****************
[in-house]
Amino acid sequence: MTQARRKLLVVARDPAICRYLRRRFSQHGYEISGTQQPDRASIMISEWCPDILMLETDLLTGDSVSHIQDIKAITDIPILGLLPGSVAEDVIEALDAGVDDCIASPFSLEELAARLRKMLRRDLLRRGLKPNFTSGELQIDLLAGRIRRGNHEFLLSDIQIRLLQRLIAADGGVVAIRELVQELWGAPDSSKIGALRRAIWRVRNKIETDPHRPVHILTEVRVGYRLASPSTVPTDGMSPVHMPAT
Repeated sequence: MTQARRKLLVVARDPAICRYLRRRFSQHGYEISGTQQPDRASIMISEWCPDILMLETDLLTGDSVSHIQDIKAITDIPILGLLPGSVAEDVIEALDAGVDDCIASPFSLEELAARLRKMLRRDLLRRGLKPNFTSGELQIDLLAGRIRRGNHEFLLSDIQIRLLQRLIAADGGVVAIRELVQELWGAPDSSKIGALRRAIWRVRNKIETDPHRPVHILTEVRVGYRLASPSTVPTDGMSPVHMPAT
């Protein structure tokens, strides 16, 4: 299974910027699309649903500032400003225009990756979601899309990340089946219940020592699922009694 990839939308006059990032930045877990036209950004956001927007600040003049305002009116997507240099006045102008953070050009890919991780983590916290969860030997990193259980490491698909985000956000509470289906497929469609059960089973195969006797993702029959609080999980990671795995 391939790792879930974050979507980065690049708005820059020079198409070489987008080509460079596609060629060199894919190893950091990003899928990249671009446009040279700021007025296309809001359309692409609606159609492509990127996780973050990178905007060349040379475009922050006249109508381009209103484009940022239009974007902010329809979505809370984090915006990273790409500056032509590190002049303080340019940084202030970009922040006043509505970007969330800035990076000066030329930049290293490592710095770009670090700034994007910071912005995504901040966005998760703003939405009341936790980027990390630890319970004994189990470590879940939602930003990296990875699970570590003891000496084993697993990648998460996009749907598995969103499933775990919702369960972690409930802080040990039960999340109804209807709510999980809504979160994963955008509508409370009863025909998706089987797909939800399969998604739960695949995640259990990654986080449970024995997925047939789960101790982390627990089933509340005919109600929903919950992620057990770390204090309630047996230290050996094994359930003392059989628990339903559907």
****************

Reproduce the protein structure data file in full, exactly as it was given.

[in-house]
Amino acid sequence: MTQARRKLLVVARDPAICRYLRRRFSQHGYEISGTQQPDRASIMISEWCPDILMLETDLLTGDSVSHIQDIKAITDIPILGLLPGSVAEDVIEALDAGVDDCIASPFSLEELAARLRKMLRRDLLRRGLKPNFTSGELQIDLLAGRIRRGNHEFLLSDIQIRLLQRLIAADGGVVAIRELVQELWGAPDSSKIGALRRAIWRVRNKIETDPHRPVHILTEVRVGYRLASPSTVPTDGMSPVHMPAT
Repeated sequence: MTQARRKLLVVARDPAICRYLRRRFSQHGYEISGTQQPDRASIMISEWCPDILMLETDLLTGDSVSHIQDIKAITDIPILGLLPGSVAEDVIEALDAGVDDCIASPFSLEELAARLRKMLRRDLLRRGLKPNFTSGELQIDLLAGRIRRGNHEFLLSDIQIRLLQRLIAADGGVVAIRELVQELWGAPDSSKIGALRRAIWRVRNKIETDPHRPVHILTEVRVGYRLASPSTVPTDGMSPVHMPAT
């Protein structure tokens, strides 16, 4: 299974910027699309649903500032400003225009990756979601899309990340089946219940020592699922009694 990839939308006059990032930045877990036209950004956001927007600040003049305002009116997507240099006045102008953070050009890919991780983590916290969860030997990193259980490491698909985000956000509470289906497929469609059960089973195969006797993702029959609080999980990671795995 391939790792879930974050979507980065690049708005820059020079198409070489987008080509460079596609060629060199894919190893950091990003899928990249671009446009040279700021007025296309809001359309692409609606159609492509990127996780973050990178905007060349040379475009922050006249109508381009209103484009940022239009974007902010329809979505809370984090915006990273790409500056032509590190002049303080340019940084202030970009922040006043509505970007969330800035990076000066030329930049290293490592710095770009670090700034994007910071912005995504901040966005998760703003939405009341936790980027990390630890319970004994189990470590879940939602930003990296990875699970570590003891000496084993697993990648998460996009749907598995969103499933775990919702369960972690409930802080040990039960999340109804209807709510999980809504979160994963955008509508409370009863025909998706089987797909939800399969998604739960695949995640259990990654986080449970024995997925047939789960101790982390627990089933509340005919109600929903919950992620057990770390204090309630047996230290050996094994359930003392059989628990339903559907």